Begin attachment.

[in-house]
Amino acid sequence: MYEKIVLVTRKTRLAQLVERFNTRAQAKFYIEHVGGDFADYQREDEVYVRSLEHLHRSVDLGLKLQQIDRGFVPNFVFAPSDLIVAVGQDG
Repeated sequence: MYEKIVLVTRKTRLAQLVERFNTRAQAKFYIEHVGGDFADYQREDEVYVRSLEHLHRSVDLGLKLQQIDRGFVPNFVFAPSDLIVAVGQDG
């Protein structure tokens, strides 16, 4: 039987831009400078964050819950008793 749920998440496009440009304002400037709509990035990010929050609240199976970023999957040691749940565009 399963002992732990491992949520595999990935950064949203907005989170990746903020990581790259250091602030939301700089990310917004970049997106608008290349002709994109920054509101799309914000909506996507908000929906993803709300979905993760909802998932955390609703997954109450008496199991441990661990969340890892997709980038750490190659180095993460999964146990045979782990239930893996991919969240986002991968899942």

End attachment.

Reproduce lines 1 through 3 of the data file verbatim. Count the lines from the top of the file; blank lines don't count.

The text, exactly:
[in-house]
Amino acid sequence: MYEKIVLVTRKTRLAQLVERFNTRAQAKFYIEHVGGDFADYQREDEVYVRSLEHLHRSVDLGLKLQQIDRGFVPNFVFAPSDLIVAVGQDG
Repeated sequence: MYEKIVLVTRKTRLAQLVERFNTRAQAKFYIEHVGGDFADYQREDEVYVRSLEHLHRSVDLGLKLQQIDRGFVPNFVFAPSDLIVAVGQDG